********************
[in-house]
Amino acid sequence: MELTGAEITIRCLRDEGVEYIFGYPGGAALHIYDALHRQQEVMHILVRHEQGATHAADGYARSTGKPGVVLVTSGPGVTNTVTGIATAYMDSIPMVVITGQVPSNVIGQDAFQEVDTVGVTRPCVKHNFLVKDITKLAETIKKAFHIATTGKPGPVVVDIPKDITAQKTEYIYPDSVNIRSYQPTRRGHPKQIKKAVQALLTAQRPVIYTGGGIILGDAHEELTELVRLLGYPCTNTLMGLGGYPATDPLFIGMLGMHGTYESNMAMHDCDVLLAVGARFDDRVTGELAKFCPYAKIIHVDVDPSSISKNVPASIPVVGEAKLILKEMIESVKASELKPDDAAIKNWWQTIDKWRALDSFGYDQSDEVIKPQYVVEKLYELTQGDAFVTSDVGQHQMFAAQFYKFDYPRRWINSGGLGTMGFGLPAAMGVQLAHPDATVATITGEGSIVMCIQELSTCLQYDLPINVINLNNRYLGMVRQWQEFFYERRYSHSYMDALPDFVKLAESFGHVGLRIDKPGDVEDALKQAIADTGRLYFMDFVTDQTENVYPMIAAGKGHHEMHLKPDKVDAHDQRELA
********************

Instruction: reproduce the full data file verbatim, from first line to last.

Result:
[in-house]
Amino acid sequence: MELTGAEITIRCLRDEGVEYIFGYPGGAALHIYDALHRQQEVMHILVRHEQGATHAADGYARSTGKPGVVLVTSGPGVTNTVTGIATAYMDSIPMVVITGQVPSNVIGQDAFQEVDTVGVTRPCVKHNFLVKDITKLAETIKKAFHIATTGKPGPVVVDIPKDITAQKTEYIYPDSVNIRSYQPTRRGHPKQIKKAVQALLTAQRPVIYTGGGIILGDAHEELTELVRLLGYPCTNTLMGLGGYPATDPLFIGMLGMHGTYESNMAMHDCDVLLAVGARFDDRVTGELAKFCPYAKIIHVDVDPSSISKNVPASIPVVGEAKLILKEMIESVKASELKPDDAAIKNWWQTIDKWRALDSFGYDQSDEVIKPQYVVEKLYELTQGDAFVTSDVGQHQMFAAQFYKFDYPRRWINSGGLGTMGFGLPAAMGVQLAHPDATVATITGEGSIVMCIQELSTCLQYDLPINVINLNNRYLGMVRQWQEFFYERRYSHSYMDALPDFVKLAESFGHVGLRIDKPGDVEDALKQAIADTGRLYFMDFVTDQTENVYPMIAAGKGHHEMHLKPDKVDAHDQRELA